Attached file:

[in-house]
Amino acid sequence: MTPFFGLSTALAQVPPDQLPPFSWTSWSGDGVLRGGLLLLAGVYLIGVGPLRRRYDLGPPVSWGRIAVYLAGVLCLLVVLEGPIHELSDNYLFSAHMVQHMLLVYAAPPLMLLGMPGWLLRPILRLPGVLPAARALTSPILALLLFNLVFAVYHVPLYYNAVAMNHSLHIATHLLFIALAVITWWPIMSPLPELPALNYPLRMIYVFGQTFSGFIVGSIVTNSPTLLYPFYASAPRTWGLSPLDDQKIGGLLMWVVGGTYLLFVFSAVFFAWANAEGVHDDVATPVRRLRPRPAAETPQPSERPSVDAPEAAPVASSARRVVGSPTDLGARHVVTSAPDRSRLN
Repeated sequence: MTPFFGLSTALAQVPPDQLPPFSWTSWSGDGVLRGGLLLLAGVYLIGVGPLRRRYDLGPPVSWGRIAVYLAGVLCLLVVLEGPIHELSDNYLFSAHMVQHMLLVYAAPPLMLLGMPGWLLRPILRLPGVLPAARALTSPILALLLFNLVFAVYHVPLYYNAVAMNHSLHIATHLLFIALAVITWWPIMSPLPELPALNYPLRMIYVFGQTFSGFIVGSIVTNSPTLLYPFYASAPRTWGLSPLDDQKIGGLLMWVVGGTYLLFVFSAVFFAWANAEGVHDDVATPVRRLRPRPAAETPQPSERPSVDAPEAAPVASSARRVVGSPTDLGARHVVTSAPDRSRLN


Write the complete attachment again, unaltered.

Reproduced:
[in-house]
Amino acid sequence: MTPFFGLSTALAQVPPDQLPPFSWTSWSGDGVLRGGLLLLAGVYLIGVGPLRRRYDLGPPVSWGRIAVYLAGVLCLLVVLEGPIHELSDNYLFSAHMVQHMLLVYAAPPLMLLGMPGWLLRPILRLPGVLPAARALTSPILALLLFNLVFAVYHVPLYYNAVAMNHSLHIATHLLFIALAVITWWPIMSPLPELPALNYPLRMIYVFGQTFSGFIVGSIVTNSPTLLYPFYASAPRTWGLSPLDDQKIGGLLMWVVGGTYLLFVFSAVFFAWANAEGVHDDVATPVRRLRPRPAAETPQPSERPSVDAPEAAPVASSARRVVGSPTDLGARHVVTSAPDRSRLN
Repeated sequence: MTPFFGLSTALAQVPPDQLPPFSWTSWSGDGVLRGGLLLLAGVYLIGVGPLRRRYDLGPPVSWGRIAVYLAGVLCLLVVLEGPIHELSDNYLFSAHMVQHMLLVYAAPPLMLLGMPGWLLRPILRLPGVLPAARALTSPILALLLFNLVFAVYHVPLYYNAVAMNHSLHIATHLLFIALAVITWWPIMSPLPELPALNYPLRMIYVFGQTFSGFIVGSIVTNSPTLLYPFYASAPRTWGLSPLDDQKIGGLLMWVVGGTYLLFVFSAVFFAWANAEGVHDDVATPVRRLRPRPAAETPQPSERPSVDAPEAAPVASSARRVVGSPTDLGARHVVTSAPDRSRLN